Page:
Proton pump inhibitors (PPIs) are widely used medications. They are used to control stomach acid in patients who have reflux disorders such as gastroesophageal reflux disease (GERD) or laryngopharyngeal reflux (LPR) and peptic and other ulcers in the gastrointestinal tract. PPIs are often prescribed for patients with cancer to manage gastrointestinal symptoms and prevent erosion of the gastric mucosal lining caused by cancer treatments. In addition, these drugs are available as over-the-counter (OTC) medications in various strengths and formulations including single-ingredient tablets or capsules, components of chewable antacids, as well as other formulations.

Some reports have linked PPI use to development of mild cognitive impairment and even dementia in the general population. Because clinicians often prescribe these drugs for patients during cancer treatment, researchers from The Ohio State University (OSU) sought to determine whether use of PPIs among patients with breast cancer might be more chronic than in the general population. They hypothesized that although these women are at risk for cognitive issues related to their breast cancer treatment, a relationship may exist between PPI use and cognitive outcomes in breast cancer survivors.

Annelise Madison, a doctoral student in clinical psychology at OSU Institute for Behavioral Medicine Research and lead author of this study, explained that her group considered that breast cancer survivors are already at risk for “brain fog” and poor cognitive outcome after treatment [personal communication, A. Madison, February 2020]. They also noticed that patients with breast cancer could be taking PPIs for a longer time than even the general population because many often use PPIs to self-treat their gastric upset or even to try to prevent possible chemotherapy-related GI upset. After their chemotherapy has started, these patients may continue to take the PPIs to manage their treatment-related GI side effects without their clinicians’ knowledge. As a result, these patients may be using PPIs for a period of time that exceeds their original intended use.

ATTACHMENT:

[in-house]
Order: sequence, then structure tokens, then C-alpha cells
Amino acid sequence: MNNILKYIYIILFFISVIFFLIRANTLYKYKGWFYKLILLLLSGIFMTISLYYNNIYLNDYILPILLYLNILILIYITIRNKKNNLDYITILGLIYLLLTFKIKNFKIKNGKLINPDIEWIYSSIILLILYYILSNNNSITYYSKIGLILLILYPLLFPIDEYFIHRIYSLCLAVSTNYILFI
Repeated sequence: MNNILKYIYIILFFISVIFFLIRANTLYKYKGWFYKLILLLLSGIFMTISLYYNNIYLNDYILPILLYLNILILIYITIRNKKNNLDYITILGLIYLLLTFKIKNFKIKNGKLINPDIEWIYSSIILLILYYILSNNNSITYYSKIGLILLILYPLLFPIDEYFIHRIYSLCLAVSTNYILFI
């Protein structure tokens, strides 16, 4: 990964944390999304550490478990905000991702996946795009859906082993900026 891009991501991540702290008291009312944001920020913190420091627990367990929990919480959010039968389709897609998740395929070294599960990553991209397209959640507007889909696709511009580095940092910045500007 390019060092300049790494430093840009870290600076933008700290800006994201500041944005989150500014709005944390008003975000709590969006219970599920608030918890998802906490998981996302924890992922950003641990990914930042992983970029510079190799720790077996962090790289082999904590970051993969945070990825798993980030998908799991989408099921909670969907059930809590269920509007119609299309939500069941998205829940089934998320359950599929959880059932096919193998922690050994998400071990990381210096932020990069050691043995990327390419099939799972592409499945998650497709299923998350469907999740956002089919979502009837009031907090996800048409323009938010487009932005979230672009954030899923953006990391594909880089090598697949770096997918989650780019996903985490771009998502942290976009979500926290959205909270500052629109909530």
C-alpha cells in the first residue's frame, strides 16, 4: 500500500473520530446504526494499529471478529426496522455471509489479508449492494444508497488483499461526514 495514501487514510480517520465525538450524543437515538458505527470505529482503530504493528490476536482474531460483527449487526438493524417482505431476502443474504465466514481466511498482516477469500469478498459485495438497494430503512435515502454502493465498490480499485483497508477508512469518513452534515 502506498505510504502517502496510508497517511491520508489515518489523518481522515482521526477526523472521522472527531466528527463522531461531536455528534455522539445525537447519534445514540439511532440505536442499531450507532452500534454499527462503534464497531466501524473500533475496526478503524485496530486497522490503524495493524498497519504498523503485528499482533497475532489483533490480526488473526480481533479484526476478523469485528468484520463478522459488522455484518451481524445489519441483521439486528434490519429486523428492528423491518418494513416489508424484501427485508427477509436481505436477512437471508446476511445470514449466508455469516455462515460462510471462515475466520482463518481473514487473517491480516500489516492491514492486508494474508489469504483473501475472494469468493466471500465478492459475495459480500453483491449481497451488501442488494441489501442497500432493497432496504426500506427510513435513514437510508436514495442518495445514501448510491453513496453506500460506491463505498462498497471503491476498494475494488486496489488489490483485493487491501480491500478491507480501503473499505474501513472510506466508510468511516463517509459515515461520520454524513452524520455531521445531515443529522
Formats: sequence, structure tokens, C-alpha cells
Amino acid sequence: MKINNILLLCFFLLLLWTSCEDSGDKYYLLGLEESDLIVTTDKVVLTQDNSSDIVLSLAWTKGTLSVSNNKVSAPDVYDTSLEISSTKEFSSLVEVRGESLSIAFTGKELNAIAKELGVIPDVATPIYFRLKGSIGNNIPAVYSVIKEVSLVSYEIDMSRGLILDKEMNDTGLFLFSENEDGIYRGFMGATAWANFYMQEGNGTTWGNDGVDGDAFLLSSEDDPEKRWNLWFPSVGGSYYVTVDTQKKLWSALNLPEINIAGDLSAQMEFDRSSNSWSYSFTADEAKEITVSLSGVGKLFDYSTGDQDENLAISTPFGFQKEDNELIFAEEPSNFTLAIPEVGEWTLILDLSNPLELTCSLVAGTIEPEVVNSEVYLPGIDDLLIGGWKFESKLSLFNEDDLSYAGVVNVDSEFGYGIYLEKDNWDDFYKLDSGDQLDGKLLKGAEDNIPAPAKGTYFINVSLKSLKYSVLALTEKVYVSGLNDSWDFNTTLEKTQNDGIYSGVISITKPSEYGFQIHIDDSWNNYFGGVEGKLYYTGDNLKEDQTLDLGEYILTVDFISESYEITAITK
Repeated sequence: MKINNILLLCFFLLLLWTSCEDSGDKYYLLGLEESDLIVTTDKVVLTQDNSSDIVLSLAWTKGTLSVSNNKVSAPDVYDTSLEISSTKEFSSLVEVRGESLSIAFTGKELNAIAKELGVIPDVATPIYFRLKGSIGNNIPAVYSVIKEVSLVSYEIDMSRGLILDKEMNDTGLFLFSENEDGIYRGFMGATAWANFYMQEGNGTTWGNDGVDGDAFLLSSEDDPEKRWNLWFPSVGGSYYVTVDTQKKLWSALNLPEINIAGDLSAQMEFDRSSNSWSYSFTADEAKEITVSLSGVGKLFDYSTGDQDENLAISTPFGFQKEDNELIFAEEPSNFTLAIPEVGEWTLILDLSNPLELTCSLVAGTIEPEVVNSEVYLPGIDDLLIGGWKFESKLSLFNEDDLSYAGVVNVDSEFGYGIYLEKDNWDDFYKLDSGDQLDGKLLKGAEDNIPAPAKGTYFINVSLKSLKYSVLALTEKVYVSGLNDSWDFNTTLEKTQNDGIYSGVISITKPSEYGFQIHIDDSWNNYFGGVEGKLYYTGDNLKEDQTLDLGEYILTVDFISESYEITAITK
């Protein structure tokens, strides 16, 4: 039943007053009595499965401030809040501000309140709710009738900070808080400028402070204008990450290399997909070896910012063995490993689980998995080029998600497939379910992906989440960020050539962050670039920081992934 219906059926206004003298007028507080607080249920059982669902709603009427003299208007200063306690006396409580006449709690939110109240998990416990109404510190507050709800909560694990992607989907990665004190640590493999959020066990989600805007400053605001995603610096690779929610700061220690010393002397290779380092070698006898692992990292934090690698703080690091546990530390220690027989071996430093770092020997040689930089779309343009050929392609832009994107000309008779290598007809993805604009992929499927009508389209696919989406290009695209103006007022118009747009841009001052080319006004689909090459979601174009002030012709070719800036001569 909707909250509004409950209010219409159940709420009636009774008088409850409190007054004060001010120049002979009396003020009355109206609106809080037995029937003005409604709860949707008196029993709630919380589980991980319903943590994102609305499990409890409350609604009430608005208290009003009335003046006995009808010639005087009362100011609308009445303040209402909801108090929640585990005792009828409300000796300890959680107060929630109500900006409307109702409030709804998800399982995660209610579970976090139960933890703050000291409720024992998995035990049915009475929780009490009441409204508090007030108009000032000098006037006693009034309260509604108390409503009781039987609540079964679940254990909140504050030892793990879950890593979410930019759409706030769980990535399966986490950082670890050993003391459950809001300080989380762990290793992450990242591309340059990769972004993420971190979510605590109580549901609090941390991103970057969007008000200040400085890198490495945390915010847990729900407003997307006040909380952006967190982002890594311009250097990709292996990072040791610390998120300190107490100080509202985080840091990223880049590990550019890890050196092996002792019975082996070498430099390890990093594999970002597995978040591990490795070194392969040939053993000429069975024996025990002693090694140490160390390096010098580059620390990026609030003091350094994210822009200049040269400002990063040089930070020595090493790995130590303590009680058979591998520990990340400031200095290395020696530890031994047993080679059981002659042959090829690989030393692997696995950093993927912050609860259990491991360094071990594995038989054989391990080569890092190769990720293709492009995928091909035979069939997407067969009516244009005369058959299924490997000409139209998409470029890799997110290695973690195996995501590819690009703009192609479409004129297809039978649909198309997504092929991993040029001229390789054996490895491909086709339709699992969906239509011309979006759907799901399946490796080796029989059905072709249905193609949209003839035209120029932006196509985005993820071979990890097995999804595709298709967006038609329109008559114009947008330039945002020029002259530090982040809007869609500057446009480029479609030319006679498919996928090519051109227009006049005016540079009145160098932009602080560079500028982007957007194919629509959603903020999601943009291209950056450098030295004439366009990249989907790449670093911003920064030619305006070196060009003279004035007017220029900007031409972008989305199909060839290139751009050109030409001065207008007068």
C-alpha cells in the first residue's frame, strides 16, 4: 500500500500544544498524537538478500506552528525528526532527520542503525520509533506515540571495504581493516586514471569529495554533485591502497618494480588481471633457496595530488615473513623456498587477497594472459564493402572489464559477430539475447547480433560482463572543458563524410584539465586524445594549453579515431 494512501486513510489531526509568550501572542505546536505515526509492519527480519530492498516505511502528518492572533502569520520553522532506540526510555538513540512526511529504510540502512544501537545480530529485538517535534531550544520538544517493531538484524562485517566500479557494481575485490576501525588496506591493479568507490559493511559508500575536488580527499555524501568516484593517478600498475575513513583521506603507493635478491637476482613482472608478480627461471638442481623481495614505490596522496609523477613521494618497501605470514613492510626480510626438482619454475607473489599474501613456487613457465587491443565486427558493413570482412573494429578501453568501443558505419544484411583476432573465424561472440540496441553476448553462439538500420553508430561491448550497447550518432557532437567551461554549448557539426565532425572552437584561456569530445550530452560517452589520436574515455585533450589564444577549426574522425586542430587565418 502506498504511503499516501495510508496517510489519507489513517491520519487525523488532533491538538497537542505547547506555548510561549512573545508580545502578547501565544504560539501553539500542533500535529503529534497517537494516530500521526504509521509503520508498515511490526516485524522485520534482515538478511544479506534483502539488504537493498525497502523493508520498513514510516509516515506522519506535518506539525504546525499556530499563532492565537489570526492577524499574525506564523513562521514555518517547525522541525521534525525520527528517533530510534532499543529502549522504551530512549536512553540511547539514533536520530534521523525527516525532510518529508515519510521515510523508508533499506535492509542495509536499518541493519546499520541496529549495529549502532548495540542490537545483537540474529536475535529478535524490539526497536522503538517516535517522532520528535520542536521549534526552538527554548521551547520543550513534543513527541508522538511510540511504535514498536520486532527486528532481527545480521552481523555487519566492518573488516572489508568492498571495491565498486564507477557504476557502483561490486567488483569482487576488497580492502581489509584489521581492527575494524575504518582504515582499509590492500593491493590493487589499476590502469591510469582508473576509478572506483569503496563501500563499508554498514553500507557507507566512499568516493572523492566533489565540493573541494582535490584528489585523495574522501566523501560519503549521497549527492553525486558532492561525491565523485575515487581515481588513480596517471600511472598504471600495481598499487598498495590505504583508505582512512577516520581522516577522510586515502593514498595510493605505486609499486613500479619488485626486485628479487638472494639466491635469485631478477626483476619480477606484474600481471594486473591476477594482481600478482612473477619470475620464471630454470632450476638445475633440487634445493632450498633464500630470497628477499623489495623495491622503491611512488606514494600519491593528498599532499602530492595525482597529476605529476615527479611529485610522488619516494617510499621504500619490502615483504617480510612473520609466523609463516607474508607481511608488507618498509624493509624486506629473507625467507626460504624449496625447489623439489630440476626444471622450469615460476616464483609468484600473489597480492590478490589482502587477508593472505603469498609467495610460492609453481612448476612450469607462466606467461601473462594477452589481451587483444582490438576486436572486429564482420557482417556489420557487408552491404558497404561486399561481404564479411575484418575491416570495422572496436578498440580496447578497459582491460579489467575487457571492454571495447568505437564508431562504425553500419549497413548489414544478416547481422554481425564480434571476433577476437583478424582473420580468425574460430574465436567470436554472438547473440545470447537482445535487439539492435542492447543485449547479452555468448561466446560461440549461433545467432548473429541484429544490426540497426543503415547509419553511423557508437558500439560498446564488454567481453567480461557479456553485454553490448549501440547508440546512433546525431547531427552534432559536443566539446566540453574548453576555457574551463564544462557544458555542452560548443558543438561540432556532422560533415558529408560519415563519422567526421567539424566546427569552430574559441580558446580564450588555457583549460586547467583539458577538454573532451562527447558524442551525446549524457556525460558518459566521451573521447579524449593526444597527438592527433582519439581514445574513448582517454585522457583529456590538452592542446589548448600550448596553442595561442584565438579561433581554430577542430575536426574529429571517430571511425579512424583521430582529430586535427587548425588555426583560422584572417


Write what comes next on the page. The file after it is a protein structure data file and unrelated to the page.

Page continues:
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In addition, a novel use for PPIsis just beginning to be investigated: If proton pump inhibitors change not only pH levels in the GI tract but also effect pH levels in the bloodstream in general, could they potentially help to make tumors more responsive to the effects of chemotherapy? This theory is currently under investigation and is another reason why investigating the use of PPIs by breast cancer survivors is important.

Data Shows Extended Use

The OSU researchers reviewed data from 3 prior unrelated studies. Rather than focus on specifically on PPI use, the studies focused on fatigue, yoga practice, and vaccine response in breast cancer survivors and patients. However, participants in each study self-reported use of prescription and nonprescription medications and provided regular self-reports of any cognitive symptoms they experienced.

When they examined the data, Ms Madison’s team found that participants in 2 studies (labeled as study 1 and study 2) who used PPIs reported more severe problems with concentration compared with the nonusers, but did not report problems with their memory. In the third study (labeled as study 3), the women who used PPIs reported more severe memory problems compared with those who did not take PPIs. Participants in this group also reported an overall lower quality of life related to cognitive problems.

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Limitations to these data included the researchers had no knowledge of what other medications had been offered to the participants, the data from all 3 studies were self-reported measures, and objective cognitive testing data were not available. Ms Madison said results from study 1 and study 2 showed that 66% and 84% of participants, respectively, were using PPIs at their first visit and continued using PPIs throughout the entire study.

Other research studies have found that breast cancer survivors report cognitive functioning as being important to their quality of life. If patients are reporting more memory problems, that also is potentially affecting their quality of life, Ms Madison explained.

PPIs were originally designed and granted Food and Drug Administration (FDA) approval for short-term use, approximately 14 days; however, PPI use during those studies was for much longer periods. Because these drugs were not meant to be used for such a long time, duration of clinical trials on efficacy and side effects may not have been long enough to include cognitive outcomes. Additionally, the potential of PPIs to make the intestinal barrier more permeable was not well known at that time. Another now-established finding is that PPIs can even cross the blood-brain barrier.